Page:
Mr. Deputy Speaker (Sir Alan Haselhurst): Order. Just one point at a time.

Mr. McFadden: I visited the post office in WH Smith and spoke to customers there. That post office is operating well.

It is understandable that some people wish that the closures did not have to happen, but we are mindful of the amount of funding that taxpayers can put in to support a service that is facing profound change in terms of technology, how people live their lives and pay their bills, and competition.

Those issues used to matter to the Opposition, but faced with a difficult decision, what have they chosen to do? They have chosen to try to make it go away. They have chosen to say that the closure programme should stop. Thousands of post offices closed while they were in power. The sub-postmasters never got a penny in compensation. Today the Opposition have chosen to try to make the problem go away.

19 Mar 2008 : Column 1037

Miss Anne McIntosh (Vale of York) (Con): Will the Minister tell me how many villages in the Vale of York will be more than 3 miles away by car from the nearest post office?

Mr. McFadden: I shall come to the access criteria later.

Funding is a critical weakness of the Opposition motion. We have seen three different positions on funding in the debate. In his opening speech, the hon. Member for Rutland and Melton (Alan Duncan) was not clear at all that the Conservative party was committed to matching our funding. The hon. Member for Wealden (Charles Hendry) said that the party was clear on that, but if the motion goes through tonight the Conservatives will have to not only match our funding, but increase it. There have been three different positions on funding in one debate; that is the critical credibility problem with the motion.

Simon Hughes: Will the Minister give way?

Mr. McFadden: I will not for the moment.

The divide is about whether we support the Government’s investments or whether, like the Conservative party, we are utterly incoherent on financial support for the Post Office. The decision to close any post office is, of course, unpopular; worse, however, is the knowledge that when the Conservative party faces a problem, it simply asks for it to stop with an utterly incoherent financial position.

Anne Snelgrove: I have been listening to the debate today with great interest. Will the Minister tell me how voting for the Conservative motion would save a single sub-post office in this country?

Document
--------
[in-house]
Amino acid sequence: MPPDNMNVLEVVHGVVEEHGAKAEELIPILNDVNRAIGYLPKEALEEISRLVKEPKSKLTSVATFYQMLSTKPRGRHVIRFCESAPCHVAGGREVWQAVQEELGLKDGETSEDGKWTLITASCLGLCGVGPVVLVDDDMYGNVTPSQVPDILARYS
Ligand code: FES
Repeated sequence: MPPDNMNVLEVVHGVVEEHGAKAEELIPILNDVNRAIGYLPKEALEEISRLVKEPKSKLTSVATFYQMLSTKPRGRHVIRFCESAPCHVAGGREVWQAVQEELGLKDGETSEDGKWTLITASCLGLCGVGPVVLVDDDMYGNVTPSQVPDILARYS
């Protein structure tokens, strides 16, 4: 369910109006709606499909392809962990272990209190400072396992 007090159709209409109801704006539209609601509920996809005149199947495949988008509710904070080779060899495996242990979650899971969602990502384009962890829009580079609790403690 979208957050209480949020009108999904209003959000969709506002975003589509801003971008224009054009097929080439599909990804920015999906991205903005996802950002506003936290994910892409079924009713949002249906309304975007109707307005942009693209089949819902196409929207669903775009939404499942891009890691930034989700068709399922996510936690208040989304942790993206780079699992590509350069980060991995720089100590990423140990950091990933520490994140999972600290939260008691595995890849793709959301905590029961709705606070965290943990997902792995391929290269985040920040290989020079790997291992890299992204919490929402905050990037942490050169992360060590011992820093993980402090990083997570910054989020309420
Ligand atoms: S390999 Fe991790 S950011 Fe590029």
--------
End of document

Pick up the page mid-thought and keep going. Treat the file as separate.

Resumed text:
Mr. McFadden: My hon. Friend asks a good question. Voting for the motion will not save post offices because the Conservative party has acknowledged that post offices have to close. All the motion would do is delay the decision, put sub-postmasters under further uncertainty, and then, the Conservatives have said, the closures would have to continue.

Let us consider some of the challenges that the Post Office is facing. Every day it is open for business, it loses £500,000. It has lost 4 million weekly customers in the past few years. Some of the least used post offices are subsidised at up to £17 per transaction.

Mr. James Gray (North Wiltshire) (Con): The Minister says that some post offices cost £17 per transaction. Perhaps he could do what Allan Leighton could not do during a recent conversation with the sub-postmistress of Yatton Keynell in my constituency. When she asked him how many post offices made a profit, he said, “I don’t know—I’m just waiting for my bonus when I give up my job at the end of my time.” Will the Minister tell us how many post offices make a profit? Why is he closing them too?

Mr. McFadden: If the hon. Gentleman had been listening, he would have heard me say that the commercial network is made up of about 4,000 post offices.

19 Mar 2008 : Column 1038

Alan Duncan: In the process of deciding which post offices should close, what is the principal criterion—profitability or access?

Mr. McFadden: The thing driving the closures is, of course, the loss of custom and money. That is what is behind the need to rationalise the network.

Eight out of 10 pensioners now choose to have their benefit paid directly into the bank; among new retirees, the figure is nine out of 10.

Dr. William McCrea (South Antrim) (DUP): Will the Minister give way?

Mr. McFadden: I am afraid that I want to make progress.

People have a choice about how to pay their car tax, and 1 million a month choose to renew it online—half of them outside the normal office hours of 9 to 5. More people are paying bills by direct debit and there is, of course, the issue of competition. My hon. Friend the Member for Brigg and Goole (Mr. Cawsey) made a serious speech about competition and its challenge to the Post Office. Unlike Conservative Members, he realises that that is a big challenge when it comes to winning business such as bill and television licence payment.

Mr. Oliver Heald (North-East Hertfordshire) (Con): Will the Minister give way?

Mr. McFadden: I want to make progress. [Hon. Members: “Give way!”] I have given way a few times, and I would like to make progress.